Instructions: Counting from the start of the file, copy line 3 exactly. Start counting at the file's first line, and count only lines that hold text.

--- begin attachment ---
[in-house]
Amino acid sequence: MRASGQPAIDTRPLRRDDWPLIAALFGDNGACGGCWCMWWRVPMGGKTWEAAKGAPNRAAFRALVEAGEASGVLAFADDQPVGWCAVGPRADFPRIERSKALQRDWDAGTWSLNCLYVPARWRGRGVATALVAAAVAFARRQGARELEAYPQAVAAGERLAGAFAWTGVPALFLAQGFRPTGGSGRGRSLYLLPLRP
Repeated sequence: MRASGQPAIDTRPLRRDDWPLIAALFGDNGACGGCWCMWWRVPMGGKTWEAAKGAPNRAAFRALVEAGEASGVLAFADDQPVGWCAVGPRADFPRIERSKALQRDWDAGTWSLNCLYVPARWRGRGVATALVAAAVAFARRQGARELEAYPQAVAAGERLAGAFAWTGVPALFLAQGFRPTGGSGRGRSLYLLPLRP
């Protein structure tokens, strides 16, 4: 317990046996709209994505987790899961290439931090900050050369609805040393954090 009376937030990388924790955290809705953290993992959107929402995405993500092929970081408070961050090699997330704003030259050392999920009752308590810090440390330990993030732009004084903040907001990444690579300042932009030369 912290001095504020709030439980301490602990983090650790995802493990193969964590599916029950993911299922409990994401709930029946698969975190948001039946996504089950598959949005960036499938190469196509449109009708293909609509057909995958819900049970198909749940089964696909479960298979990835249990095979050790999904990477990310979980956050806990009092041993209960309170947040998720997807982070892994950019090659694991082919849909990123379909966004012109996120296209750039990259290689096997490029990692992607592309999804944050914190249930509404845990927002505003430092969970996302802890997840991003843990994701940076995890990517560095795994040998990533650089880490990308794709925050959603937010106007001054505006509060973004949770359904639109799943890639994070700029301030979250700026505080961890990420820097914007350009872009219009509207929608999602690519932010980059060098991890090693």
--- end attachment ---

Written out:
Repeated sequence: MRASGQPAIDTRPLRRDDWPLIAALFGDNGACGGCWCMWWRVPMGGKTWEAAKGAPNRAAFRALVEAGEASGVLAFADDQPVGWCAVGPRADFPRIERSKALQRDWDAGTWSLNCLYVPARWRGRGVATALVAAAVAFARRQGARELEAYPQAVAAGERLAGAFAWTGVPALFLAQGFRPTGGSGRGRSLYLLPLRP